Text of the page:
Salivary Glands

Why Do We Have Saliva?

And why is it important to teeth?

Saliva plays a critical role in the digestive process. While the jaw and teeth do the hard work of chewing, saliva is there to provide moisture, lubrication, and help break down food. Then, of course, it also makes swallowing the food a whole lot easier.

Saliva is consists of about 98% of water. The rest is a particular combination of ingredients to help carry out its functions. These include mucus for lubrication and antibacterial agents to regulate the environment of the mouth. Finally, saliva also contains enzymes such as amylase, which breaks down starchy foods into sugars, jump-starting the digestion process.

Saliva is essential to the well-being of your teeth and mouth in several ways. It coats the teeth to protect them from bacteria in the air and keeps the tongue and other soft tissues moist. Without it, dry mouth (also called xerostomia) is a real concern. Dry mouth can lead to a higher incidence of cavities, tooth decay, bad breath (halitosis), and periodontal disease.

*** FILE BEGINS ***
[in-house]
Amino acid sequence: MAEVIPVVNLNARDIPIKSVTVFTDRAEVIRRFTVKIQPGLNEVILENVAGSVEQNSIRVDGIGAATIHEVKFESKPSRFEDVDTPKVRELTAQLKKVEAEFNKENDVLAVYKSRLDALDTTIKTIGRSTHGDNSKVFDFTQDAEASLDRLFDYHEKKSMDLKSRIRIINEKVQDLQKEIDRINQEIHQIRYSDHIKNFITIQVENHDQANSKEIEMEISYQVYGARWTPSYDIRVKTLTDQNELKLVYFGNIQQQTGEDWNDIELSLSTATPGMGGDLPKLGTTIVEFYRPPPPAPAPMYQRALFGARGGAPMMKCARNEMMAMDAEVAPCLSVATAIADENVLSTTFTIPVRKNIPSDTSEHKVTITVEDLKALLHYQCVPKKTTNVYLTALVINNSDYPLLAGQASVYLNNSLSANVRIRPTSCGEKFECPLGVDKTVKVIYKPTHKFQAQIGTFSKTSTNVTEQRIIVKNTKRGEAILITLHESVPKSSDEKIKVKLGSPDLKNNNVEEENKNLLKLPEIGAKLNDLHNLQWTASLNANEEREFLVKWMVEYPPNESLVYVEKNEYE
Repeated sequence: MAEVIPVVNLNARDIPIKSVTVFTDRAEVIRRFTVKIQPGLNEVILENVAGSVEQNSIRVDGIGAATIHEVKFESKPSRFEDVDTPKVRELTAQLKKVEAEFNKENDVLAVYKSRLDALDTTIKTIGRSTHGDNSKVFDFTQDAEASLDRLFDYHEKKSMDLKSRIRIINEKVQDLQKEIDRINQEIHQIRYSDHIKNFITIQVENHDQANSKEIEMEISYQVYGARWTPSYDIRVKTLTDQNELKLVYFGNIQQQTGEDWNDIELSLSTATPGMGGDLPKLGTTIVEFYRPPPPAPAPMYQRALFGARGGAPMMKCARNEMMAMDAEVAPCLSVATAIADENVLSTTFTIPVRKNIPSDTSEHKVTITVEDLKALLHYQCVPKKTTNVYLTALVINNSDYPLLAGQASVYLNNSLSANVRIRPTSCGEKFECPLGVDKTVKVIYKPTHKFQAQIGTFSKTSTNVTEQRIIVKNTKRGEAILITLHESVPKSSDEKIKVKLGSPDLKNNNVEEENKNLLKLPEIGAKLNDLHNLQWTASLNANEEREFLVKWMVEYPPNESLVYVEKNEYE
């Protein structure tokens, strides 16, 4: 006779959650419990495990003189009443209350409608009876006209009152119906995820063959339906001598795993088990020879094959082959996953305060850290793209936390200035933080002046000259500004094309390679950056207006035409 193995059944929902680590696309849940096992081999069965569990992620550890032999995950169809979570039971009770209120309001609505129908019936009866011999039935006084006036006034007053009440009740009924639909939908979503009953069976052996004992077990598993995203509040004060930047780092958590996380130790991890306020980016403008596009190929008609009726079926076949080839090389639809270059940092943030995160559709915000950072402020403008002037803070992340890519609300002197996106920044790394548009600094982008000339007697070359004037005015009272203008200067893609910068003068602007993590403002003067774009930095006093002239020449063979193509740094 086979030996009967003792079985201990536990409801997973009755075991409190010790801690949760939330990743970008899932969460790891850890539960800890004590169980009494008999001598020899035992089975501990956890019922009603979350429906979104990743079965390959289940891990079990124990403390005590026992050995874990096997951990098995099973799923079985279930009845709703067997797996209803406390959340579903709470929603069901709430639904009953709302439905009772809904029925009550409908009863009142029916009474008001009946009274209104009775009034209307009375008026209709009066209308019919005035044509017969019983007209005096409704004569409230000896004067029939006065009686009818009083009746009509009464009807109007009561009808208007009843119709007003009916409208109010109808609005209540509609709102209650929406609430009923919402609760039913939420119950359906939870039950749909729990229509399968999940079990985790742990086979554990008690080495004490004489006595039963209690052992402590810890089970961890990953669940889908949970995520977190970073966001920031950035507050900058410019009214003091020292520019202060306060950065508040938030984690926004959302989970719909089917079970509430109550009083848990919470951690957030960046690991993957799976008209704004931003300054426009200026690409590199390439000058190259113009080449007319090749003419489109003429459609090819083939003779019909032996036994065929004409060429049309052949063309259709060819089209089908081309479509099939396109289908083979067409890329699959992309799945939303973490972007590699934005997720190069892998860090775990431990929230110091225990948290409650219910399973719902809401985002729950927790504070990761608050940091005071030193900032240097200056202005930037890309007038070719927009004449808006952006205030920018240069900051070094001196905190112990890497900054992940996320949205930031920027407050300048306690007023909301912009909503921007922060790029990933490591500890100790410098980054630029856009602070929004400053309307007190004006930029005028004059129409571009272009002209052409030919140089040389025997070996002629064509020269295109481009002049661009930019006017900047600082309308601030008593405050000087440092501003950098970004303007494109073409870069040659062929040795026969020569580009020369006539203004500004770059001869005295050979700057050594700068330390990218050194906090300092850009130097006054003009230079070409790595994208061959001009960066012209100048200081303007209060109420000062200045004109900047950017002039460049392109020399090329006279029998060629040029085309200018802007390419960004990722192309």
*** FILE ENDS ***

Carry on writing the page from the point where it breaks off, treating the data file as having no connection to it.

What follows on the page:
Keep It Flowing

The best way to maintain the proper amount of saliva is to stay hydrated. Make sure you drink plenty of water, especially when exercising and during the summer months. Its production also drops during the night, so be sure to brush and floss before and after this period when your teeth are most vulnerable.

If you find yourself waking up in the night with dry mouth, keep a glass of water at your bedside, or brush your teeth again to stimulate saliva production. During the day, chewing sugarless gum can also be a convenient option.

If you have concerns about dry mouth, please contact us today to schedule an appointment.